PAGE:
The tree the tempest with a crash of wood
Throws down in front of us is not to bar
Our passage to our journey's end for good,
But just to ask us who we think we are
Insisting always on our own way so.
She likes to halt us in our runner tracks,
And make us get down in a foot of snow
Debating what to do without an axe.
And yet she knows obstruction is in vain:
We will not be put off the final goal
We have it hidden in us to attain,
Not though we have to seize earth by the pole
And, tired of aimless circling in one place,
Steer straight off after something into space.
The 10's were to discuss how the form of the poem helped enhance the content, but unfortunately most were struggling with the content itself. To me it's all about human endeavour, but that's really only the baseline. From there, three different paths open out for interpretation:
1) An exhortation to, not put off the final goal as we have all that we need within us to attain such things, gives us hope. We CAN conquer anything; the North Pole, even space.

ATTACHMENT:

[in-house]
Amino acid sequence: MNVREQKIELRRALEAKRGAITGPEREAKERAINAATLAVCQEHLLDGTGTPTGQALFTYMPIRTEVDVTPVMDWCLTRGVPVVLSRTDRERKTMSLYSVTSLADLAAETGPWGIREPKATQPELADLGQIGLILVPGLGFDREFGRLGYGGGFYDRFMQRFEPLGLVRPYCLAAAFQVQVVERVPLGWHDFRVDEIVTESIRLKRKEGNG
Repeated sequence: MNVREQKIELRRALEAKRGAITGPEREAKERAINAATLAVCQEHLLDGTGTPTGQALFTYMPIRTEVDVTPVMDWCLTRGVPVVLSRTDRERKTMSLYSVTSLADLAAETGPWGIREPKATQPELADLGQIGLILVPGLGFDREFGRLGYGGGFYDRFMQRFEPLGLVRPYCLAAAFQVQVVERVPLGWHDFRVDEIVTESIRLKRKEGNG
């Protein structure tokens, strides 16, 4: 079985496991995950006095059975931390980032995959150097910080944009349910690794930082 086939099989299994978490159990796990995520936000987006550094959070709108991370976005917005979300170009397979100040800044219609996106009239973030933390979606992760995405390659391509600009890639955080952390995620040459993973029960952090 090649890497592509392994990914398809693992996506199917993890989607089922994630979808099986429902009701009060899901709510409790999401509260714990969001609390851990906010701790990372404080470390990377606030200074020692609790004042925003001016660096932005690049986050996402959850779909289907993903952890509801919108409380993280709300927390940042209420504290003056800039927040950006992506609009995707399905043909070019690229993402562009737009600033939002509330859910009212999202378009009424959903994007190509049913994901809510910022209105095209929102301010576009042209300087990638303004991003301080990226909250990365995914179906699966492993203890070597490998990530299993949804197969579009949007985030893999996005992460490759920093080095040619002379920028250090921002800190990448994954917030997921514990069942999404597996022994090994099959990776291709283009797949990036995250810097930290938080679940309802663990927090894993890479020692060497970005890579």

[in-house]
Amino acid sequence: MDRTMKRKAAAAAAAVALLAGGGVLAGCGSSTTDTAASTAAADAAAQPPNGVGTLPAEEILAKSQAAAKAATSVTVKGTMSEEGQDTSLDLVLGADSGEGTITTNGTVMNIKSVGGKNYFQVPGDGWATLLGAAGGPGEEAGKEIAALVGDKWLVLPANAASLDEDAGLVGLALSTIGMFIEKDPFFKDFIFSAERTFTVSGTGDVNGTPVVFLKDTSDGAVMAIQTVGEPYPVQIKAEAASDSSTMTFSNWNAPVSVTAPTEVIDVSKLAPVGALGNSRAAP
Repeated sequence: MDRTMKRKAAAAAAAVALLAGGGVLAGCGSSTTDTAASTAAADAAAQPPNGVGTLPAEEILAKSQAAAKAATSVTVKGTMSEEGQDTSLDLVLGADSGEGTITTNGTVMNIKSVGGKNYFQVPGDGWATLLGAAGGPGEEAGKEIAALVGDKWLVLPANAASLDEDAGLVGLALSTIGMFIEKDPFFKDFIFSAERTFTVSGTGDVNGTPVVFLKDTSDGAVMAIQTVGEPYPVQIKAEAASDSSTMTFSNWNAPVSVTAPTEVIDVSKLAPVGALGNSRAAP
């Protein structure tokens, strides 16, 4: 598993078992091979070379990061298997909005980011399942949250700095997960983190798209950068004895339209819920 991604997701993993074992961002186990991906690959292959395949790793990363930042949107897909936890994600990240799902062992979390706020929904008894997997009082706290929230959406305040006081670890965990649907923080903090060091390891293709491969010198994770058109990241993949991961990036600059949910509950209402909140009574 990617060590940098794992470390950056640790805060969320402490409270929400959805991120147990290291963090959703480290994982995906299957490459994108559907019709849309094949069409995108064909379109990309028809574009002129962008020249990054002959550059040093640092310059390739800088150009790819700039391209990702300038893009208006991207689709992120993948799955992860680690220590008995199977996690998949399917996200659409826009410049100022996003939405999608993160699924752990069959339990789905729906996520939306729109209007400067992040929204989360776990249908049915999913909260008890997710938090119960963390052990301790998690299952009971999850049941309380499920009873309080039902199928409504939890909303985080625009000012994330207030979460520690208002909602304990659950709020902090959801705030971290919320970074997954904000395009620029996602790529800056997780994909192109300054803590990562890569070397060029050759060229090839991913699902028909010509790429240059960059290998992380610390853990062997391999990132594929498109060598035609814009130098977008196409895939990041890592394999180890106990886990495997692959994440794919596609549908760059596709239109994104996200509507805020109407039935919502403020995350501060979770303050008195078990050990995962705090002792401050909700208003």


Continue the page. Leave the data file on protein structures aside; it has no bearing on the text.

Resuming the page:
2) Once you know that it's about human endeavour, the character of the tree's comments change: I don't want to block you, just stop you long enough to think about human endeavour. Why do we always insist on our own way? Is there anything that we are missing in our determined pursuit of our goals? As a lamenting tree, maybe it is the natural beauty to be found even in fallen timber that is glossed over. After a quick google it seems that others had picked up on this angle, but with Frost's penchant tfor including nature in his poems may make this a more obvious conclusion than it should.
3) In my own lopsided mind another interpretation sprung up; a warning. If we are solely focused on solving the problem in front of us, maybe we don't see the unanticipated consequences of that solution. Maybe if we literally siezed the Earth by the (north) pole, we may find that instead of the Earth blissfuly circling in place, we are flung out into space!
Now that needs a Draw Something inspired image via ProCreate: